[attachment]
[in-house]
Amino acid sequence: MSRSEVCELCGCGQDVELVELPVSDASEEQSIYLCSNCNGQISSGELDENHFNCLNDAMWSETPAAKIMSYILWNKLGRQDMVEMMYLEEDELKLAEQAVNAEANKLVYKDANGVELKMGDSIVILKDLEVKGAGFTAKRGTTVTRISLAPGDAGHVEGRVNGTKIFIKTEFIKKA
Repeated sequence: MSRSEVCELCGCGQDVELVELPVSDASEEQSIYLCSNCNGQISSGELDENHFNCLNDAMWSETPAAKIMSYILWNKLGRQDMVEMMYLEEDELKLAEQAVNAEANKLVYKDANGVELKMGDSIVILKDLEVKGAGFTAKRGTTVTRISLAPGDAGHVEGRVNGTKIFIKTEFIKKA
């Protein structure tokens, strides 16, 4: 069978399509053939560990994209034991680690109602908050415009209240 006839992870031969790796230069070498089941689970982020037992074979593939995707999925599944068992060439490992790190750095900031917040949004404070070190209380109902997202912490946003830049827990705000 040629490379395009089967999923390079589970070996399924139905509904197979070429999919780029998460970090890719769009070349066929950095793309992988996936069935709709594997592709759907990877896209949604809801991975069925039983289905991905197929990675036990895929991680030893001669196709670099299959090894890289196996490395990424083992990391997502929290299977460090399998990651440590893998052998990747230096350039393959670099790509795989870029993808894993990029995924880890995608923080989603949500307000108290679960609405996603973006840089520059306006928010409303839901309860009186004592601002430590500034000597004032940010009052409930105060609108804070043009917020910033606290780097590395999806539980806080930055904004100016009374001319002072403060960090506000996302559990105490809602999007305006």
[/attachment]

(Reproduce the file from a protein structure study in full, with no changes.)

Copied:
[in-house]
Amino acid sequence: MSRSEVCELCGCGQDVELVELPVSDASEEQSIYLCSNCNGQISSGELDENHFNCLNDAMWSETPAAKIMSYILWNKLGRQDMVEMMYLEEDELKLAEQAVNAEANKLVYKDANGVELKMGDSIVILKDLEVKGAGFTAKRGTTVTRISLAPGDAGHVEGRVNGTKIFIKTEFIKKA
Repeated sequence: MSRSEVCELCGCGQDVELVELPVSDASEEQSIYLCSNCNGQISSGELDENHFNCLNDAMWSETPAAKIMSYILWNKLGRQDMVEMMYLEEDELKLAEQAVNAEANKLVYKDANGVELKMGDSIVILKDLEVKGAGFTAKRGTTVTRISLAPGDAGHVEGRVNGTKIFIKTEFIKKA
């Protein structure tokens, strides 16, 4: 069978399509053939560990994209034991680690109602908050415009209240 006839992870031969790796230069070498089941689970982020037992074979593939995707999925599944068992060439490992790190750095900031917040949004404070070190209380109902997202912490946003830049827990705000 040629490379395009089967999923390079589970070996399924139905509904197979070429999919780029998460970090890719769009070349066929950095793309992988996936069935709709594997592709759907990877896209949604809801991975069925039983289905991905197929990675036990895929991680030893001669196709670099299959090894890289196996490395990424083992990391997502929290299977460090399998990651440590893998052998990747230096350039393959670099790509795989870029993808894993990029995924880890995608923080989603949500307000108290679960609405996603973006840089520059306006928010409303839901309860009186004592601002430590500034000597004032940010009052409930105060609108804070043009917020910033606290780097590395999806539980806080930055904004100016009374001319002072403060960090506000996302559990105490809602999007305006």